“Why, sometimes I’ve believed as many as six impossible things before breakfast!” the Queen responds when Alice says she can’t believe in impossible things (Lewis Carroll, Through the Looking-Glass). Things in Wonderland don’t make sense to the girl. While I like to think I have as much imagination as any storybook character, I sympathize with Alice’s confusion. I also understand why Scripture calls the disciples perplexed in today’s passage (v. 24). When Jesus talks about camels kneeling to enter a tiny space, perplexed sounds about right. What in the world? With a grin and a wink, Jesus could have told the disciples: “I’ve believed as many as six impossible things before breakfast,” before pointing out that he is all about what seems to be impossible.
His claim begins with an upside-down, illogical thought. The very idea that wealth would prevent access to a space doesn’t make sense! Wealth is what usually affords access and power. Jesus turns that idea around to point out wealth’s weighty burden, and the ways that God’s kingdom does not operate by the powers usually at work in our world. As the confused disciples furrow their brows, Jesus confirms that his call is impossible, but he reminds them that God does the impossible. God’s kingdom will not be limited by our limited understanding of it.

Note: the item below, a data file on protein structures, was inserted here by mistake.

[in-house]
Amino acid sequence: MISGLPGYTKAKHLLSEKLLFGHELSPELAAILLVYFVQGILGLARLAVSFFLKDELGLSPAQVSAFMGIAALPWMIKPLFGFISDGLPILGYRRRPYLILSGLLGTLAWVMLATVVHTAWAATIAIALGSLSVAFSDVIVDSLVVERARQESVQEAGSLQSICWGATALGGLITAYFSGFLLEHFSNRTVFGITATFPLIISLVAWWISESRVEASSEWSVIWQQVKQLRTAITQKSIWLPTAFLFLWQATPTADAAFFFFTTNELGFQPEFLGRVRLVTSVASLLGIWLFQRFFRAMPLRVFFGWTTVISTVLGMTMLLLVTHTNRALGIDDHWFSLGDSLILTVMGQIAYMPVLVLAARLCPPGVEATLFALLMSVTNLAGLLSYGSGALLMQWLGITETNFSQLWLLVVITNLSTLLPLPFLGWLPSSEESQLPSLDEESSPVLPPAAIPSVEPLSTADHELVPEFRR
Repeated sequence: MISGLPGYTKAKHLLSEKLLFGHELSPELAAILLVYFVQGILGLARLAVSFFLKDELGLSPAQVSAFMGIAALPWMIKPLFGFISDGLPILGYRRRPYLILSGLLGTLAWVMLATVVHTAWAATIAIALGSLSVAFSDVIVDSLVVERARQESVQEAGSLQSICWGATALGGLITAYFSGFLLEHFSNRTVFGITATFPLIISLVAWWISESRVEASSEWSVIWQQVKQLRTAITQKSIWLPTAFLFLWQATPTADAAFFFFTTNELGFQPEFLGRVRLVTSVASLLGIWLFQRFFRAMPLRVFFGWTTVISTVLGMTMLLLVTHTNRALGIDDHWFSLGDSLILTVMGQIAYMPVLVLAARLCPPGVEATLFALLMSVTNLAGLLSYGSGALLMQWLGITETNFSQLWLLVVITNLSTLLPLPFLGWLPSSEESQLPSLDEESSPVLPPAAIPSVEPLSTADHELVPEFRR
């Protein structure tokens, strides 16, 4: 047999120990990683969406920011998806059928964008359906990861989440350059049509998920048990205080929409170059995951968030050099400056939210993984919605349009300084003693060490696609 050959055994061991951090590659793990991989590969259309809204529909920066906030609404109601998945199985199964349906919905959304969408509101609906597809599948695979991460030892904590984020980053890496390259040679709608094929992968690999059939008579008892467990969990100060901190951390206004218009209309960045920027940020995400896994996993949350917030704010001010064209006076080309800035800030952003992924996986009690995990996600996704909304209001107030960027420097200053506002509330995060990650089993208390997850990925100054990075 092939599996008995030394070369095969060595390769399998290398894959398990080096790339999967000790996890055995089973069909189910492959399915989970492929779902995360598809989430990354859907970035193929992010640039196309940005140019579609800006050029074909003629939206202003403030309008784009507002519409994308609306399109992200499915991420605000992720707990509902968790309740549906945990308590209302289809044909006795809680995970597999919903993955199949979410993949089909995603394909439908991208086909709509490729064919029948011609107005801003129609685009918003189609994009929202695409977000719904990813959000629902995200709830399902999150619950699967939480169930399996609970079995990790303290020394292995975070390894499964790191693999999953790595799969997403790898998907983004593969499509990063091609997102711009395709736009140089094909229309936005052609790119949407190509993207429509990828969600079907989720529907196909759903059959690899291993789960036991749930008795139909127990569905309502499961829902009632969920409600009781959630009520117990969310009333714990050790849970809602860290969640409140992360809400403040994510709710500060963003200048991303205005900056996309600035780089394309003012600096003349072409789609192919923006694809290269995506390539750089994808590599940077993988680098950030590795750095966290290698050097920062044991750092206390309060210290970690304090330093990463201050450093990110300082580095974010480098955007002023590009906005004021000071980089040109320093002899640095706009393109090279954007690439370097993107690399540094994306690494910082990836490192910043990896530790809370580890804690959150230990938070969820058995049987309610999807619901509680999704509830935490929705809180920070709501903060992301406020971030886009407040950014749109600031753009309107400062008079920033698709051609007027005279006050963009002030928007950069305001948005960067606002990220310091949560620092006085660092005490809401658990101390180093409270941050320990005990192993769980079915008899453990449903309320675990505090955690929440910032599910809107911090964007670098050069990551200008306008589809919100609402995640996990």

Jesus talks about a community of God’s people that expands widely enough to encompass everyone, even people we despise, people who frustrate us, and people we don’t understand. Jesus says that the boundaries of God’s kingdom have nothing to do with how we understand power and access. Any time it seems impossible that “even these” people could be a part of God’s community, I imagine Jesus with a wink and a shrug.
When have you been perplexed by the ways God’s kingdom is shaping up? When have you been challenged to believe that God does impossible things?
God whose kingdom is ever-expanding, guide us to know the impossible wideness in your mercy. Amen.